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Elsa Redmond
American archaeologist

Elsa Redmond

Elsa Redmond
The basics

Quick Facts

Intro American archaeologist
A.K.A. Elsa M. Redmond, Elsa Marion Redmond
Is Archaeologist
From United States of America
Field Social science
Gender female
Birth Caracas, Venezuela
The details (from wikipedia)

Biography

Elsa Marion Redmond is an American archaeologist at the American Museum of Natural History. She specialises in Latin American archaeology. She is an elected a member of the National Academy of Sciences and the American Academy of Arts and Sciences.

Early life and education

Redmond was born Caracas and grew up in Venezuela. She attended the Madeira School. Her father, W. Parker Redmond, had studied at Rice University. She studied at Vassar College, before transferring to Rice University for her undergraduate studies, and eventually earned a bachelor's degree in 1973. During her undergraduate studies Redmond completed a summer placement mapping Monte Albán with Richard Blanton. She was a graduate student at Yale University, where she earned a master's degree and PhD in 1981. During her postgraduate studies, Redmond began researching the formation and evolution of societies in the Oaxaca Valley and Venezuela. Her doctorate considered the hypothesis proposed in inscriptions at Monte Albán, which indicate that the Zapotec people conquered the CuicatlCa.

Research and career

Redmond was appointed to the University of Connecticut in 1981. She has investigated the role of warfare in the emergence of centralised, hierarchical societies, as well as the role of conquest warfare in the formation of the Zapotec civilization. She began to work on the Oaxaca Valley with Charles S. Spencer. During her fieldwork, Redmond has encountered Africanized bees, venomous snakes and quicksand. The early history of people who lived in Mexico is difficult to reconstruct as they did not use written documentation. The majority of our history relies on accounts given by Spanish explorers. It was unclear when the Zapotec people had become a political entity with bureaucracy, rather than existing in a series of independent chiefdoms. It was well documented that the Zapotec waged wars with the neighbours. Spencer and Redmond were the first to excavate many of the buildings in the Oaxaca Valley.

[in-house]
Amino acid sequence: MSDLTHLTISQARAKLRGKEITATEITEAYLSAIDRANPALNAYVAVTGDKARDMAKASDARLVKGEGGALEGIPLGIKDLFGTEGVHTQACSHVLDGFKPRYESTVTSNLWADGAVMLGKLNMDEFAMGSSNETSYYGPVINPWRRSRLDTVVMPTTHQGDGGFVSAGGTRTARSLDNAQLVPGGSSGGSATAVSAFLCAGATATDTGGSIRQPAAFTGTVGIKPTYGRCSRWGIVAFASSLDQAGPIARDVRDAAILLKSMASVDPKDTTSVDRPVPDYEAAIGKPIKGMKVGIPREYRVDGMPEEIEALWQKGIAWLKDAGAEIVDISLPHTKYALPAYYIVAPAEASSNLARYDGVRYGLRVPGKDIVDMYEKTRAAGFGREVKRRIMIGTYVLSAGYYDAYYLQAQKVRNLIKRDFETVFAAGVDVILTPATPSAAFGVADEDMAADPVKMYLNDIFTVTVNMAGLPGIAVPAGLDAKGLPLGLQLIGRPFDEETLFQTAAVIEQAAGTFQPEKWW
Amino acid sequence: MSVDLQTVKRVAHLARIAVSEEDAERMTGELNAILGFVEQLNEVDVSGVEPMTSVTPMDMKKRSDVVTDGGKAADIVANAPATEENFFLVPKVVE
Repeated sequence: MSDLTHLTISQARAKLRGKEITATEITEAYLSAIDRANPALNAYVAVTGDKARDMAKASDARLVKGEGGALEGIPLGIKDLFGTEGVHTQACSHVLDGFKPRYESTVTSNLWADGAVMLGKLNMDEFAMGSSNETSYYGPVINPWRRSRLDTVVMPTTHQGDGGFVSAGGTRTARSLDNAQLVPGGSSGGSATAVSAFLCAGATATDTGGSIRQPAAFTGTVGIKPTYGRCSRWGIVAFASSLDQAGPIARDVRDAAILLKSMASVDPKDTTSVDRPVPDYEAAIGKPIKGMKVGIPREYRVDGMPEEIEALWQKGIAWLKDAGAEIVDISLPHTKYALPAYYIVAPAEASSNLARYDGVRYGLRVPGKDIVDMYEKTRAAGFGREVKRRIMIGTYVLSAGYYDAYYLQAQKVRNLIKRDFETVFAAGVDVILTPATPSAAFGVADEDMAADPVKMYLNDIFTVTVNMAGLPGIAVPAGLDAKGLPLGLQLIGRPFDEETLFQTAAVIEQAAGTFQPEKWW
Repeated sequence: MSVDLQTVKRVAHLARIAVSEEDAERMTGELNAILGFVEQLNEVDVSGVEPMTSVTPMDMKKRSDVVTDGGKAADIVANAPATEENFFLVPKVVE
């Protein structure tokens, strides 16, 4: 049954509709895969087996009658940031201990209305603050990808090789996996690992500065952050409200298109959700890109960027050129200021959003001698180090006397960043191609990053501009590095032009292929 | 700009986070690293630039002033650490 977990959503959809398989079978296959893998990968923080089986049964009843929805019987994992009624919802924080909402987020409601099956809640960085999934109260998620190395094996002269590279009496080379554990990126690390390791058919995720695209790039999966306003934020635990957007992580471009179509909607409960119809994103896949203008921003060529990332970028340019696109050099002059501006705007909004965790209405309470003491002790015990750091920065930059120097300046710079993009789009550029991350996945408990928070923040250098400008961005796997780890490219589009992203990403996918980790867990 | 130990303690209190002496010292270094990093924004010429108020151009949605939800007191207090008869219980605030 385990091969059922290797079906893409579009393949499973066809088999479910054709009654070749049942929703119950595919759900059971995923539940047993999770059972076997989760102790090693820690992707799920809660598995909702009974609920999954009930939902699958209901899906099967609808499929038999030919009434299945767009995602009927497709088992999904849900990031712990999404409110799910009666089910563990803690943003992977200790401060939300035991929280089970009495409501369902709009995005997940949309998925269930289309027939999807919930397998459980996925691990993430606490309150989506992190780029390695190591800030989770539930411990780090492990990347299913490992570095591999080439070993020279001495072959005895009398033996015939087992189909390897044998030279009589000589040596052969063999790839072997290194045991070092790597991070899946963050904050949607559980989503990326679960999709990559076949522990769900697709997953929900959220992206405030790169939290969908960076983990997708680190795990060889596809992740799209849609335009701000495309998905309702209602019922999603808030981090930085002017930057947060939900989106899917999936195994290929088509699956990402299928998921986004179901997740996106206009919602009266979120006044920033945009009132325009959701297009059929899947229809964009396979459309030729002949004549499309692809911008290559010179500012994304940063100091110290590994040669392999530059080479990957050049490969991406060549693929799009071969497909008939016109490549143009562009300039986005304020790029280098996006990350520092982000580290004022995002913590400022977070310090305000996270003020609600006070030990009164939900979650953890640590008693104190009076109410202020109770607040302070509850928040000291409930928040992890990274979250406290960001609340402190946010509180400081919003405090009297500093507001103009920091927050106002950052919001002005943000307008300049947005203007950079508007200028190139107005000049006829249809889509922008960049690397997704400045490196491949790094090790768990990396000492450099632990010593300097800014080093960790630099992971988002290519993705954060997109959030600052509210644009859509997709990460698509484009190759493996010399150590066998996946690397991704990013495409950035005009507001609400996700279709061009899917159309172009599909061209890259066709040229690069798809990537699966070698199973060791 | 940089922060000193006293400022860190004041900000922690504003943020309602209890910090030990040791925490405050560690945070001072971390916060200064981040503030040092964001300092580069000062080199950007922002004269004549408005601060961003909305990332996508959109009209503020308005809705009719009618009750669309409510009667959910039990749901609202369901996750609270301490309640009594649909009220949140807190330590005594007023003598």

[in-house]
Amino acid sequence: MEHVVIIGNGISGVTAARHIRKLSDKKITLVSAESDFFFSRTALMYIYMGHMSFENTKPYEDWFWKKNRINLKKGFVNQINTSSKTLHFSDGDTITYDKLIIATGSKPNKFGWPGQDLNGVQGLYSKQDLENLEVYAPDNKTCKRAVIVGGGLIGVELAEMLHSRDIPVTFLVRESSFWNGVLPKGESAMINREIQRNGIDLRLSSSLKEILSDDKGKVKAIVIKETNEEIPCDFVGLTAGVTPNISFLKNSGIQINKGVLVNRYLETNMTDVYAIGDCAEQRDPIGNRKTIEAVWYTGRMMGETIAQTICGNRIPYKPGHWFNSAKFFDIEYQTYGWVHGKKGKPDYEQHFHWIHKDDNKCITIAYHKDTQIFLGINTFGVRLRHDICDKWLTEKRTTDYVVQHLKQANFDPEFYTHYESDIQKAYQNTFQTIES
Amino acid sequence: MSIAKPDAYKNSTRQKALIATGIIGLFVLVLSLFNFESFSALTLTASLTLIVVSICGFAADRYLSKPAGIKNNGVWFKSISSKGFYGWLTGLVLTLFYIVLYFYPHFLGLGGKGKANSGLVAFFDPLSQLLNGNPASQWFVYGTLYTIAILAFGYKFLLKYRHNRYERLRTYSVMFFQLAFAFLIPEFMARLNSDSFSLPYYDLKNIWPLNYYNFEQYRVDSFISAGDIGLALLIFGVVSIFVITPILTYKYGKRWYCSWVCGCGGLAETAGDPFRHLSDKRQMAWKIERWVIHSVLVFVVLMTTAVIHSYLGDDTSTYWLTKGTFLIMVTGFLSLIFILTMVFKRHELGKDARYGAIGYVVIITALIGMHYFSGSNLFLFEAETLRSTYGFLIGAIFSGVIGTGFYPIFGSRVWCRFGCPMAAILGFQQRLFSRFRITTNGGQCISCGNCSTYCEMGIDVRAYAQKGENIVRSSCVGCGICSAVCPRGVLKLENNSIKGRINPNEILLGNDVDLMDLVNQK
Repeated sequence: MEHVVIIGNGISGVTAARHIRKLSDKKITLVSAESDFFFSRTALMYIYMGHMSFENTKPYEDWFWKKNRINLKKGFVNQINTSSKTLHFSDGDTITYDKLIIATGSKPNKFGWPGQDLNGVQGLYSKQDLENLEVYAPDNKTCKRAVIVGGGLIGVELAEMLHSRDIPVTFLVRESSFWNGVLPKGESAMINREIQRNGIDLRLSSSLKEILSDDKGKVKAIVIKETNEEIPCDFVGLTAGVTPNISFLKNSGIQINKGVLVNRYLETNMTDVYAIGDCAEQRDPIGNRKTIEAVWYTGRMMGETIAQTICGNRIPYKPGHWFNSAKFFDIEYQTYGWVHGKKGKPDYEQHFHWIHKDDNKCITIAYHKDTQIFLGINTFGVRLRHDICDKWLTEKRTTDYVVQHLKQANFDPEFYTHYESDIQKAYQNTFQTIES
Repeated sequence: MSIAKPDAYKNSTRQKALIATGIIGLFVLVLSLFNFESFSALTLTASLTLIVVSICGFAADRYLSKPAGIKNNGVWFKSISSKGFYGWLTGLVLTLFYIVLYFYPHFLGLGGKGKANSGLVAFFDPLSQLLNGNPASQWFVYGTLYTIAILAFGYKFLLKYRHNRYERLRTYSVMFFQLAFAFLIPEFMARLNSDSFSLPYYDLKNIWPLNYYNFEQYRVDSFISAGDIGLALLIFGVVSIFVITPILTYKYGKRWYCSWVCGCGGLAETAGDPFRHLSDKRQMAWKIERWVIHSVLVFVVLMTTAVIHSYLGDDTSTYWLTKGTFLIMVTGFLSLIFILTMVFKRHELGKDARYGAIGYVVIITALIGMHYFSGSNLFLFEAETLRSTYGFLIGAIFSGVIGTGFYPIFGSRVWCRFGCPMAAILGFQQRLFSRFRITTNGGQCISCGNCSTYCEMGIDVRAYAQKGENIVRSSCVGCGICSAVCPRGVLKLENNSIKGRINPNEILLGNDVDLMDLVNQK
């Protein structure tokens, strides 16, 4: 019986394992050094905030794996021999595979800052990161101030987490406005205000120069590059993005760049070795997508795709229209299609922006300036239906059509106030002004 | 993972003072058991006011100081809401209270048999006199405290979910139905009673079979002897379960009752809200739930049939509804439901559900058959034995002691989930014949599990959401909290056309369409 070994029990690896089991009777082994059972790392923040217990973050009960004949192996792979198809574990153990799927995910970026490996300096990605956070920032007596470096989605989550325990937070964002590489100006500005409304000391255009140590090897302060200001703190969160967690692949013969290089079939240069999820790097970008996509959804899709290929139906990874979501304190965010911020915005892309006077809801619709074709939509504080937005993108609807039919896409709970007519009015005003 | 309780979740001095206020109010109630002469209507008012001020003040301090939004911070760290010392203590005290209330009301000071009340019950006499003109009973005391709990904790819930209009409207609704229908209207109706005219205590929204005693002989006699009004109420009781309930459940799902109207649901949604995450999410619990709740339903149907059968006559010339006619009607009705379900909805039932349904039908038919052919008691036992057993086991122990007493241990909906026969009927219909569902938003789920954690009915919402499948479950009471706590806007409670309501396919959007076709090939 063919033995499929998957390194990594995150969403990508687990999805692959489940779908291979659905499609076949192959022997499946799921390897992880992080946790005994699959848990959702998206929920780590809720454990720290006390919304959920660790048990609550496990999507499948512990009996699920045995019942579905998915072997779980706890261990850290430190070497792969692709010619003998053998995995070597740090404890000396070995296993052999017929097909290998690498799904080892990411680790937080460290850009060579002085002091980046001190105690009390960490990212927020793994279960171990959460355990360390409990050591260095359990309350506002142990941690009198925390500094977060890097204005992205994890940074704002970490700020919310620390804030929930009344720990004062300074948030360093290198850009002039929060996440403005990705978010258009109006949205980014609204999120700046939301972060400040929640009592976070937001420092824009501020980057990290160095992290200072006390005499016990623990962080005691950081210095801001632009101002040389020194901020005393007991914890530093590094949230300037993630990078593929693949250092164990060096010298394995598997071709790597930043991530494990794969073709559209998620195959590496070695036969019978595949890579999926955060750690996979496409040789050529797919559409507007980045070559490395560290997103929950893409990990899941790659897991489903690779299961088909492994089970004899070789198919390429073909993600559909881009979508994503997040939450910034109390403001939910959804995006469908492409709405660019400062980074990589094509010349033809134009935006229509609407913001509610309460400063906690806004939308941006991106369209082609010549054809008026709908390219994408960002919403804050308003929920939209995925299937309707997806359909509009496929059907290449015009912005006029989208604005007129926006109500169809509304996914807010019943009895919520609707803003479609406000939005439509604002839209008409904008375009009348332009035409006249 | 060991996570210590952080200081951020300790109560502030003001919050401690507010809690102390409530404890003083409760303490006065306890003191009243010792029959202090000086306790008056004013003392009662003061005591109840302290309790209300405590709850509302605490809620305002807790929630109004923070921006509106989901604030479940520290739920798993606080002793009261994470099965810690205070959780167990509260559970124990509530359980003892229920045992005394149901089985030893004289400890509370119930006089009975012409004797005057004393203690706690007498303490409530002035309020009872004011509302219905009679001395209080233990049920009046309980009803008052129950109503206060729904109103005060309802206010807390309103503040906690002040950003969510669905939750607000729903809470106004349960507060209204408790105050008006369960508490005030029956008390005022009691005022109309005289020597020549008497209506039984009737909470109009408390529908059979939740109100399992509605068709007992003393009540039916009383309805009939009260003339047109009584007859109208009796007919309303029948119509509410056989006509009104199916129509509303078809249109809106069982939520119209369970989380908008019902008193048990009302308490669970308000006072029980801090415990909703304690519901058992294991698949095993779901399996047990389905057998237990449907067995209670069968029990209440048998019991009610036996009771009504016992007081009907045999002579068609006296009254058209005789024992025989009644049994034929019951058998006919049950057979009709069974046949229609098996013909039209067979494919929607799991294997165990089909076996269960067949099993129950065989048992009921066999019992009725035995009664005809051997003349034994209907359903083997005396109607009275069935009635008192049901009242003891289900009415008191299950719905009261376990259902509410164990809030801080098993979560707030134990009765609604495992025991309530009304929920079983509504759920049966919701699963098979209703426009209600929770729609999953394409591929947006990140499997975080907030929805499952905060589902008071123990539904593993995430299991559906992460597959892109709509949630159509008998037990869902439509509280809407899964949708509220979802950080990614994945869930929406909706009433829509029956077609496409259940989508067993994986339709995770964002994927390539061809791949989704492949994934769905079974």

In 1991 she joined the American Museum of Natural History. At the American Museum of Natural History Redmond is Curator of the Division of Anthropology. She has investigated the town of San Martín Tilcajete, mapping the land, excavating mounds and public buildings. On El Palenque, an overgrown hillside site, Redmond discovered a complex of stone foundations with indications of houses. She led a team of graduate students in excavating the site. In 2017 Redmond uncovered a palatial compound in El Palenque's plaza in Oaxaca Valley. Redmond used radiocarbon dating to identify the age of the palace complex. The palace, which is similar to others in the Mesoamerican states, is between 2,100 and 2,300 years old. Redmond argued that it may be evidence of one of the earliest American governments.

Awards and honours

Her awards and honours include;

  • 2007 Elected to the American Academy of Arts and Sciences
  • 2014 Elected to the National Academy of Sciences

Books

  • Redmond, Elsa (1998). Chiefdoms and chieftaincy in the Americas. University Press of Florida. ISBN 9780813016207.
  • Redmond, Elsa (1994). Tribal and Chiefly Warfare in South America. Ann Arbor: Museum of Anthropology. ISBN 978-0-915703-91-3.
  • Redmond, Elsa (1993). A Fuego y Sangre: Early Zapotec Imperialism in the Cuicatlán Cañada, Oaxaca. Ann Arbor: Museum of Anthropology. ISBN 978-0-932206-97-8.

Personal life

Redmond is married to Charles S. Spencer.

The contents of this page are sourced from Wikipedia article on 01 Mar 2020. The contents are available under the CC BY-SA 4.0 license.
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References
http://www.nasonline.org/member-directory/members/20015479.html
https://www.nytimes.com/1977/05/13/archives/elsa-redmond-wed-to-charles-spencer.html
//www.worldcat.org/issn/0362-4331
http://news.rice.edu/2008/05/02/digging-the-past/
https://www.amnh.org/research/science-news2/2007/two-american-museum-of-natural-history-anthropologists-elected-to-prestigious-science-academies
https://www.amnh.org/explore/news-blogs/research-posts/archaeologist-elsa-redmond-elected-to-national-academy-of-sciences
https://phys.org/news/2013-04-archeologists-unearth-oldest-zapotec-temple.html
https://www.nsf.gov/awardsearch/showAward?AWD_ID=9303129&HistoricalAwards=false
http://www.famsi.org/reports/98019/
http://grantome.com/grant/NSF/BCS-0921133
https://phys.org/news/2017-03-ancient-palace-complex-mexican-valley.html
//www.ncbi.nlm.nih.gov/pmc/articles/PMC5393206
//doi.org/10.1073%2Fpnas.1701336114
//www.worldcat.org/issn/0027-8424
//pubmed.ncbi.nlm.nih.gov/28348218
https://popular-archaeology.com/article/archaeologists-uncover-early-state-society-palace-in-mexico/
https://www.archaeology.org/issues/263-1707/from-the-trenches/5636-trenches-mexico-oaxaca-el-palenque-palace
https://www.worldcat.org/title/fuego-y-sangre-early-zapotec-imperialism-in-the-cuicatlan-canada-oaxaca/oclc/10761365
Sections Elsa Redmond

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